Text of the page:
Whether you're a new student, or you’ve been around for a few semesters, starting something new – like an online degree program – can be intimidating.
With a new semester of classes approaching fast, we’ve compiled a list of seven tips from current academic advisors to help ensure a smooth transition and a successful semester.
Tip #1: Ask for help. Your academic advisors are there to help you be successful in the program so don’t hesitate to reach out to them with any questions or concerns. It might even be helpful to save the informational emails your advisor sends you throughout the year and revisit them when you have questions. Advisors typically send out information before you need it, so saving old emails may come in handy when you come across questions.
Tip #2: Schedule your time. Carefully consider how much time you can dedicate to course work every week when deciding how many courses to take at once. We recommend starting with one course your first semester in the program and allowing approximately 15 hours of study time every week for that course. Don't bite off more than you can chew -- you can always add another course the next semester if you find you can handle the workload. It’s better to start off strong in the program than feeling too overwhelmed with multiple classes.
Tip #3: Read the syllabus. Before signing up for a class, be sure to thoroughly read the class syllabus. You will want to ensure that you know exactly what is taught in the class, including all requirements before registering. You don’t want any last-minute surprises!
Tip #4: Don’t procrastinate. Don’t put off the core required courses, get them done sooner rather than later. For example, for our Online Master of Science in Cybersecurity students, don’t let the ghost of CS 6035 haunt you until graduation! You must take it regardless, so don’t wait until the last minute.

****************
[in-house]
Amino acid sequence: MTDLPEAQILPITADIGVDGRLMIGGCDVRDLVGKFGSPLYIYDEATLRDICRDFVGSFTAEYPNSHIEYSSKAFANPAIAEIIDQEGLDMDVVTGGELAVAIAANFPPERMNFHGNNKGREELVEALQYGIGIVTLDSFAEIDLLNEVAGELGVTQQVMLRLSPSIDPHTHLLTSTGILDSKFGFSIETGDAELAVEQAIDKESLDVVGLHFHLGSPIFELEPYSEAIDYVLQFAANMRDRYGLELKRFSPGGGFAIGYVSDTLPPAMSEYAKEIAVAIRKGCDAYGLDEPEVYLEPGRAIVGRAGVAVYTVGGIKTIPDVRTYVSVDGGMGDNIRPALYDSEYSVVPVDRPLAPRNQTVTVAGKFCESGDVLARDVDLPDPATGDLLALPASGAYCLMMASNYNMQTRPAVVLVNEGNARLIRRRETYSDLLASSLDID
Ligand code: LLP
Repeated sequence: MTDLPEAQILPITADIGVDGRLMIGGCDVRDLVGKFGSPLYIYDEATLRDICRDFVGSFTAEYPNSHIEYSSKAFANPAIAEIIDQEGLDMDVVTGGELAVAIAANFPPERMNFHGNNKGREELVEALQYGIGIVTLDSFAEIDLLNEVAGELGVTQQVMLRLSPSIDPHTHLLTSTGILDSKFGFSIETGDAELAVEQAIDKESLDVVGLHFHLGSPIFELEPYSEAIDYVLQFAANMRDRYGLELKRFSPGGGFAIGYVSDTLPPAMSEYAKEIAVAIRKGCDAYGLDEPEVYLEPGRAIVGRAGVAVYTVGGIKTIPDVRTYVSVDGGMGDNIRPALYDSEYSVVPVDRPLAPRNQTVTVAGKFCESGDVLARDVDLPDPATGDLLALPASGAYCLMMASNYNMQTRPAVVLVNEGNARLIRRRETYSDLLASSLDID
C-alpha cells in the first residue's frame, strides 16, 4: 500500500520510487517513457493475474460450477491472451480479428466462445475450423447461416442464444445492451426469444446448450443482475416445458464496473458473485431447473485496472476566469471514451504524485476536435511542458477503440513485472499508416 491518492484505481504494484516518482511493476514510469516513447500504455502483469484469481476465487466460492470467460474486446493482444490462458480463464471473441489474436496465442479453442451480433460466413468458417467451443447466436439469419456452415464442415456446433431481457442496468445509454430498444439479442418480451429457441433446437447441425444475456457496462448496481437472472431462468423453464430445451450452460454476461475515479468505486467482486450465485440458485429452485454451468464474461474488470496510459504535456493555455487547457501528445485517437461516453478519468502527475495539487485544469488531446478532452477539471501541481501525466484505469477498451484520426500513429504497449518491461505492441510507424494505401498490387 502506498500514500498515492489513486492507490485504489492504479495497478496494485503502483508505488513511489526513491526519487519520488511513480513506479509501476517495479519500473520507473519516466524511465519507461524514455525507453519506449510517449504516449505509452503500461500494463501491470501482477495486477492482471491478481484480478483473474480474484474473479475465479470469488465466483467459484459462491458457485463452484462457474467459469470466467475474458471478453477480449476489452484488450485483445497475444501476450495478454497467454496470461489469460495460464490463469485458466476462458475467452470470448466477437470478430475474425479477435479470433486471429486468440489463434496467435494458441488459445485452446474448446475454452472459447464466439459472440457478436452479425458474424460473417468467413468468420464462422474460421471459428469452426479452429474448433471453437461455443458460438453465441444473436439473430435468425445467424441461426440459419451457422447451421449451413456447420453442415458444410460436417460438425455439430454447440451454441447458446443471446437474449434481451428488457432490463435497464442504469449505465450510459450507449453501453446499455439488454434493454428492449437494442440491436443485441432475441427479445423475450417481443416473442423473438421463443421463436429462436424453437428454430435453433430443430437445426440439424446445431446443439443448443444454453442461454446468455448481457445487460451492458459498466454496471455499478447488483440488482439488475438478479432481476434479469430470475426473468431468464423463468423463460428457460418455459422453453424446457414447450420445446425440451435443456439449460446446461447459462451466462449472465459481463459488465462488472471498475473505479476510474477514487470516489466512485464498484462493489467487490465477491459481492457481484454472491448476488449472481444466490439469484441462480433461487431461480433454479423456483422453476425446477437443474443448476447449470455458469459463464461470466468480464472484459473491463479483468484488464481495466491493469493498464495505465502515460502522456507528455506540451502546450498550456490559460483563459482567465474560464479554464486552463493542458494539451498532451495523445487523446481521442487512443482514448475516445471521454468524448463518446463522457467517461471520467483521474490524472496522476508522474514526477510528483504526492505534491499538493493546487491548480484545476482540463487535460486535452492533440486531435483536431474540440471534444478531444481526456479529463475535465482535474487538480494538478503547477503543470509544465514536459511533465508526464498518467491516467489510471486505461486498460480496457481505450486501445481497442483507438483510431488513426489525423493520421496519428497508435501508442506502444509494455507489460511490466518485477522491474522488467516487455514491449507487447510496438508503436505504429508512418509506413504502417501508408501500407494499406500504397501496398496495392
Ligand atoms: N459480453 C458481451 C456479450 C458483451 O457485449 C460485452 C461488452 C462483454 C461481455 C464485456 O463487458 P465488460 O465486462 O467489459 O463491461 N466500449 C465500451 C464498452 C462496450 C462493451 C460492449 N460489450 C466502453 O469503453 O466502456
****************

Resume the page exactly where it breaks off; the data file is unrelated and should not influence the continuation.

Tip #5: Know where you stand. If you're approaching the withdrawal deadline and your grade isn’t where you want it to be, consider withdrawing from the course. Better to live to fight another day than risk getting a lower grade. Remember you need a 3.0 departmental GPA to graduate.
Tip #6: Summer classes aren’t easier. The material in the summer courses is not less, it’s just condensed in fewer weeks than Spring and Fall. Consider taking your hardest classes during the Spring or Fall semesters to give yourself more time to study and prepare for assessments. For example, if you don’t have a technical background, give yourself the time and take CS 6035 in the Spring or Fall semesters.
Tip #7: Connect with classmates. For the professional master’s students – get to know your cohort. They will be your support team throughout the program. If you are an online master student, take advantage of the message boards and virtual meetups to connect with other students in the program. Learning comes from your peers as well as your instructor/professor, so contribute as much as possible.
We hope this helps and we can’t wait to meet you/see you again in the fall!